This trip was originally intended to be an extended trip, but due to the level of the river and the deadfalls across the river, the trip was only an overnighter.
I had been planning on paddling sections 1-7 (from Paul Ferguson's book "Paddling Eastern North Carolina" over the course of 3-5 days, depending on how much I intended to paddle each day. My hopes were quickly dashed on day two...
Early on Saturday, April 2, my wife drove me to my takeout to drop my truck for when I completed the trip and proceeded to shuttle me and my gear to my put-in. The trip was relatively quick with no major hang-ups. At the launch, which includes a moderate bank to carry gear down, I got my gear and canoe loaded and in the water, said my, "I love you"s and was off. It was about 1000 when I started paddling downstream.
There was a moderate current which is unusual for the flatwater rivers of this area, but nothing even bordering on unmanageable. My GPS had me moving at about 3.5 mph, which is about what I always average poking about. Things were going swimmingly.
About 3 miles in, I encountered the first dead fall across the river. The water was about thigh deep and I was easily able to drag my loaded canoe across it without a hiccup. A couple more miles, and the same thing. During this section I saw many large deer and ducks, a couple of blue herons and a couple of wild turkeys.
Around mile 6 there is a small farm bridge that can't be paddled under in high water; I was unable to paddle under this as the water was higher than normal. It's a short, maybe 10yd portage on the right to get around. I decided to have lunch there since I was unloading my gear anyway.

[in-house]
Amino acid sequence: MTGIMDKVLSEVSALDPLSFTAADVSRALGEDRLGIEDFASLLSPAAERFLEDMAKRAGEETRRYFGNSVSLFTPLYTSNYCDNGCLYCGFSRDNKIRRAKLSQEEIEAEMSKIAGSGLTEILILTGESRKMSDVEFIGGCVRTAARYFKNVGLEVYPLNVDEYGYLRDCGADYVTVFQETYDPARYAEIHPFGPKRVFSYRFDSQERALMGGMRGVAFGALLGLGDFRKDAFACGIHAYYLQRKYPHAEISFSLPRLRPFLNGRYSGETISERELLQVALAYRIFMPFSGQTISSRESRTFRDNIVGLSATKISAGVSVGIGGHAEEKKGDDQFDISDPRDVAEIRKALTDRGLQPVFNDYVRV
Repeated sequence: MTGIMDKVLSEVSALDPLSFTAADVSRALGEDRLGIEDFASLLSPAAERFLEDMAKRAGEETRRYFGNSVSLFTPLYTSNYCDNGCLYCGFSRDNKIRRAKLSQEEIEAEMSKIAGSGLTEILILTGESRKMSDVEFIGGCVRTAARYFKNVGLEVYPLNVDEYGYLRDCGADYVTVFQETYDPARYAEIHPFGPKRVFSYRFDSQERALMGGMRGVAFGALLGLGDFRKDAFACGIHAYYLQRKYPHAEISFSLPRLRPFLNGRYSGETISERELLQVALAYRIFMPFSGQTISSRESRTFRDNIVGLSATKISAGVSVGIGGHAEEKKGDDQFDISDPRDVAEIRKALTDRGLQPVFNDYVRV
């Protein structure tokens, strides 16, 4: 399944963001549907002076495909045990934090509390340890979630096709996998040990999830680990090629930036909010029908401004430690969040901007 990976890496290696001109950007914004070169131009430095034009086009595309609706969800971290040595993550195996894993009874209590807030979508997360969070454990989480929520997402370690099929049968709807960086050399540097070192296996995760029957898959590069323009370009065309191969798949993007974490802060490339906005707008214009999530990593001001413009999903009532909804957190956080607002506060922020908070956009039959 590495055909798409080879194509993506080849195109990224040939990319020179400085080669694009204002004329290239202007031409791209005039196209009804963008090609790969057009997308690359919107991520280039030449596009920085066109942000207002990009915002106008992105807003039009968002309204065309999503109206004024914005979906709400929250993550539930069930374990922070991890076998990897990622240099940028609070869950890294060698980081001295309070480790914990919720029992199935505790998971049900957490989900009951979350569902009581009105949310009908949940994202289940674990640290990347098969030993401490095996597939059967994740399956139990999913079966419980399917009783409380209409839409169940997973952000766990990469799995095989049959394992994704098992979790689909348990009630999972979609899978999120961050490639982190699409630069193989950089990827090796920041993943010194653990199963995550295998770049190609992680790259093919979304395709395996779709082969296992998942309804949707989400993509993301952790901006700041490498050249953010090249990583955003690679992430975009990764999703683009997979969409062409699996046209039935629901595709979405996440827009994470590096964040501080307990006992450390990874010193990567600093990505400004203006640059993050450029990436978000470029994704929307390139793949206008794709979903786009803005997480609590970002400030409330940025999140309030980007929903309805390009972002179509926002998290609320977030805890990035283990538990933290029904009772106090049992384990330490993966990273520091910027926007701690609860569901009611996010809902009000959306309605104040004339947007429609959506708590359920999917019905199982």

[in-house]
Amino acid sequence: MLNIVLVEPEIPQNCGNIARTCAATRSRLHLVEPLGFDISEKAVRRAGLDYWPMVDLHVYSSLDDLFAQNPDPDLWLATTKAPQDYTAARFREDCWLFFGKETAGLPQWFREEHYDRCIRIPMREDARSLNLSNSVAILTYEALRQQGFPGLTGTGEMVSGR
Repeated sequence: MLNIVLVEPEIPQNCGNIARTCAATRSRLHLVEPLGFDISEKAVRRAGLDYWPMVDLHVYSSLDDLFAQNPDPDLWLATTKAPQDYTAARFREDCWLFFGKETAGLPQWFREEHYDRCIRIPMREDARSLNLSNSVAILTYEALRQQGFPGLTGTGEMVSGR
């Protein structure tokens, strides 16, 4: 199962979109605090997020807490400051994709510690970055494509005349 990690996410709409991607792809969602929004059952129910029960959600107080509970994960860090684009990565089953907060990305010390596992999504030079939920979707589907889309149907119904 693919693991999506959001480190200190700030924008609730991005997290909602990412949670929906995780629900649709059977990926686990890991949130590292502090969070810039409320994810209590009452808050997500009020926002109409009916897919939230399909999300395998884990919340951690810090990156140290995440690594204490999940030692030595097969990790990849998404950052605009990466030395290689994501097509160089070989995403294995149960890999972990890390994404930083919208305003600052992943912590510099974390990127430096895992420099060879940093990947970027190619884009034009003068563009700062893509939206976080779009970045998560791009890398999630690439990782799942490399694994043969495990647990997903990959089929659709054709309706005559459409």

Back on the water, I made pretty good time and paddled until about an hour before sunset. Just past the Trent River Campground, I found a small inlet stream on the right and found a campsite with high ground and plenty of firewood for the night. Camp was set, dinner eaten and I settled in for the night to the sound of the owls in the woods. Total distance for day one was 17 miles; not too bad for an easy day.
Sunday morning, I got up early and broke camp leisurely; I hate to rush and work too hard when I'm supposed to be "getting away from it all". Had a hardy breakfast, got my gear loaded and was on the river by 0900.
I was making really good time; GPS showing 4.5mph. The river is a bit wider here and the current was definitely helping. About a mile from where I camped, I crossed under a bridge that marks the end of section 2 from the book. Overall, this would not be a good day, despite my travelling speed.
About a mile past the bridge, I ran into my first dead fall of the day. The tree was about 24" in diameter and the flotsam piled up against it actually had grass growing off of it. I checked the water depth, as there was a place where I could feasibly drag my loaded canoe across, but the water was at least 5 feet deep. Struggling back about 50 yards I found a place to make landfall and begin scouting a portage around the obstruction.